HIPAA Guidelines for Electronic Medical Records

HIPAA Professional doctor use computer and medical equipment all around desktop top viewCongress enacted the Health Insurance Portability and Accountability Act in 1996 to mandate how personally identifiable information (PII) maintained by the healthcare industry is protected from fraud and theft. Since then, technology has transformed the healthcare industry. Medical records that in the past were handwritten and stored on paper are now created and stored electronically. In this blog, we discuss HIPAA guidelines for electronic medical records (EMR) and offer tips for complying with the law.

Storage

Under HIPAA, healthcare organizations must maintain the security and integrity of electronic medical records they produce, store, receive, or send. Covered entities must have physical, administrative, and technical safeguards to prevent unauthorized access to protected health information (PHI). A medical data management provider can help your healthcare organization manage the cost and accessibility challenges of complying with HIPAA requirements by providing off-site storage and tracking of your electronic medical records.

Data Backup and Recovery

HIPAA covered entities must have written data backup and recovery procedures. As a result, your organization should have a data protection solution. A media storage and rotation provider can make sure your electronic medical records are backed up frequently and protected from access by unauthorized entities. They can also “implement procedures for periodic testing and revision of contingency plans,” per HIPAA requirements.

Final Disposition

The HIPAA Security Rule requires covered entities, and business associates of covered entities, to implement policies and procedures for ensuring secure final disposition of EMR and/or the hardware or electronic media on which they are stored. In a July 2018 Cybersecurity Newsletter, the U.S. Department of Health and Human Services (HHS) Office for Civil Rights (OCR) reminded HIPAA covered entities that “Devices or media that need to be replaced should be decommissioned and disposed of securely to ensure that either the devices or media are destroyed, or any confidential or sensitive information stored on such devices or media has been removed.”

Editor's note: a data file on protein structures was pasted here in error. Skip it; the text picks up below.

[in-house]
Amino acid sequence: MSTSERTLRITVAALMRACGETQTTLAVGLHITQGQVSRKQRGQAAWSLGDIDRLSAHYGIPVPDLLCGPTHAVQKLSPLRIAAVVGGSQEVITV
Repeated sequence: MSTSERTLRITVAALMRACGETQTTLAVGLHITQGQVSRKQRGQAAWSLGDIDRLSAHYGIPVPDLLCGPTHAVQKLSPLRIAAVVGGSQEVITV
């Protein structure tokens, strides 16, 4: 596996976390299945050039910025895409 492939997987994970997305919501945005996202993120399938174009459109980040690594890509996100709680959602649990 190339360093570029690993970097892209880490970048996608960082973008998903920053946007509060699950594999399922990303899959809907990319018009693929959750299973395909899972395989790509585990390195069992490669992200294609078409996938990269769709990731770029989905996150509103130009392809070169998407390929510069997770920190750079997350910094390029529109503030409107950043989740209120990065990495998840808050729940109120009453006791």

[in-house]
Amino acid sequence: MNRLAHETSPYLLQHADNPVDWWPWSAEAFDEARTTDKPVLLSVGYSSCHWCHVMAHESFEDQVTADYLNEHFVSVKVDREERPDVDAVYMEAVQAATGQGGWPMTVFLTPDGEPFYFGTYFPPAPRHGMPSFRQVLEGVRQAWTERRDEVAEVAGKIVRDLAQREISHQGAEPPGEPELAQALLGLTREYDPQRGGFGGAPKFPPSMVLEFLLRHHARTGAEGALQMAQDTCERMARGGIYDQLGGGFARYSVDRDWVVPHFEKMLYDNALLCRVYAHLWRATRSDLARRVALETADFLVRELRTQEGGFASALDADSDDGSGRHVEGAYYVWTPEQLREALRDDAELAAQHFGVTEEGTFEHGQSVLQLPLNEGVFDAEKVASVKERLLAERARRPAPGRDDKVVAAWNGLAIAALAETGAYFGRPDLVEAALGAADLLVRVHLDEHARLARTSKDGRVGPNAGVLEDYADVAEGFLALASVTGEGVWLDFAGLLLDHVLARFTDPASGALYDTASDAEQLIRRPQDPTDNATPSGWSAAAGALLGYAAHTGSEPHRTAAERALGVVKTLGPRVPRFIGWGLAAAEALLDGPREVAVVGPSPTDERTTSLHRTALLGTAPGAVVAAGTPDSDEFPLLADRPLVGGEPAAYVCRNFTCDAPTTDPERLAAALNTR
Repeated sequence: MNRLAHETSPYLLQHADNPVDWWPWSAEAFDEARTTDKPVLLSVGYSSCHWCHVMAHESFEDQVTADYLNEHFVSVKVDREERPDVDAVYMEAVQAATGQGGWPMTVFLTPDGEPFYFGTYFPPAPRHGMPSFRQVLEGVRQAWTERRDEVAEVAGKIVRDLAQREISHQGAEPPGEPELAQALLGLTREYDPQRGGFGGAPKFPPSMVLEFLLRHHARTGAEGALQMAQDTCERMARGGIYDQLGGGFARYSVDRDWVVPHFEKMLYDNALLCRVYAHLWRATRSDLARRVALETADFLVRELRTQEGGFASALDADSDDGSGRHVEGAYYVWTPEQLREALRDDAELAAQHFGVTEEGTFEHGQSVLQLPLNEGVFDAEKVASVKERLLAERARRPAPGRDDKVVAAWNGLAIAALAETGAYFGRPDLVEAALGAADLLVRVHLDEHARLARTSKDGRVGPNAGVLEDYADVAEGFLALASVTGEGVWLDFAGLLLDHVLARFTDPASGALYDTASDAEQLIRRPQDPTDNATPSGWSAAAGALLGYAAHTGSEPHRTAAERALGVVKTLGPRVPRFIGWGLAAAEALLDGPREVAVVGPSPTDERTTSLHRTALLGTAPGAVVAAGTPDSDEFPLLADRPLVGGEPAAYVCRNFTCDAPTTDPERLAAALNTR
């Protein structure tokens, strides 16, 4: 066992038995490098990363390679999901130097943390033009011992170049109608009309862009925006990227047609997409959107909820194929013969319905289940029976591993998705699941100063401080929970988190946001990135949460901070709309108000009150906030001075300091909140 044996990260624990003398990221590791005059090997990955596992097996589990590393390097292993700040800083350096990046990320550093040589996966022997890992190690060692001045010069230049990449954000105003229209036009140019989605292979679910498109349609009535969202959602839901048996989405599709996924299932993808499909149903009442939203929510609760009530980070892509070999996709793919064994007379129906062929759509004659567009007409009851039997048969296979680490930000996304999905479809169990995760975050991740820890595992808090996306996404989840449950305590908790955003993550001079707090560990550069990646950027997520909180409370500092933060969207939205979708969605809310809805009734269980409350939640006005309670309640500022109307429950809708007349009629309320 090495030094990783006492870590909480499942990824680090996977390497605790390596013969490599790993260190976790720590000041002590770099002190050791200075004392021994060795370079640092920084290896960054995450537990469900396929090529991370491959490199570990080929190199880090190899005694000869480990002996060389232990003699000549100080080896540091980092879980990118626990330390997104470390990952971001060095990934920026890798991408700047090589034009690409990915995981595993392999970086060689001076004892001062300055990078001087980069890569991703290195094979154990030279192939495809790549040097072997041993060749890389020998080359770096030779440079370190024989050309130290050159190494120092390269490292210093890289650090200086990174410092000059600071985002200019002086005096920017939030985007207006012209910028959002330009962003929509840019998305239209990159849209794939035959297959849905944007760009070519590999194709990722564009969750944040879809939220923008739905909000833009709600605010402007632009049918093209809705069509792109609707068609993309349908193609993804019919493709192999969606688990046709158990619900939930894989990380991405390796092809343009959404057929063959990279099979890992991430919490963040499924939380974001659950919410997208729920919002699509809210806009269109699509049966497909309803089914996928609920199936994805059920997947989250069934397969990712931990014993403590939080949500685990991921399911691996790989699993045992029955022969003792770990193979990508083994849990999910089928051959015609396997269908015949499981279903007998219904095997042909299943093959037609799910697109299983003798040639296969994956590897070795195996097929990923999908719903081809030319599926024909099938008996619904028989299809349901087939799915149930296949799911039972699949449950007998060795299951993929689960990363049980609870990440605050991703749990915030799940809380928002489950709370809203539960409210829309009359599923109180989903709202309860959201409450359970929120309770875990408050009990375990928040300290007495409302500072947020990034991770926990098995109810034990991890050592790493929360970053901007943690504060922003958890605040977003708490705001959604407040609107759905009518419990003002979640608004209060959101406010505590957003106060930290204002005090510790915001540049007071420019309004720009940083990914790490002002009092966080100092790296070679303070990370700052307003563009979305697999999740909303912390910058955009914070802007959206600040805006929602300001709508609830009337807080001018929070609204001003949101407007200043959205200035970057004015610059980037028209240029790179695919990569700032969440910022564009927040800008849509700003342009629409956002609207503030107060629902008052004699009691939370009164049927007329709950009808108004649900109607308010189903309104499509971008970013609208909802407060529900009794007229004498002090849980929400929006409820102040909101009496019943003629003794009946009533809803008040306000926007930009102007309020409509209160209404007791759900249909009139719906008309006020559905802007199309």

OCR highlights the following method for the disposal of electronic devices with ePHI:

  • Electronic media must be cleared, purged, or destroyed consistent with National Institute of Standard and Technology (NIST) Special Publication 800-88 Revision 1, Guidelines for Media Sanitization such that the PHI cannot be retrieved.

A hard drive and media destruction service that meets NIST and Department of Defense (DoD) requirements can make sure your healthcare organization meets the Security Rule specifications. Your provider can bring locked collection containers to your facility so employees can discard obsolete hard drives and solid-state drives (SSDs) inside for destruction. These tamper-resistant containers are scanned and tracked through transport and destruction, offering a detailed audit trail that includes the manufacturer identification information, model, and serial number of your destroyed hard drives. Your provider adds this information to your Certificate of Destruction for proof of compliance with the HIPAA Security Rule.

Docusafe serves businesses in New Jersey, New York, and Pennsylvania with medical data management solutions.

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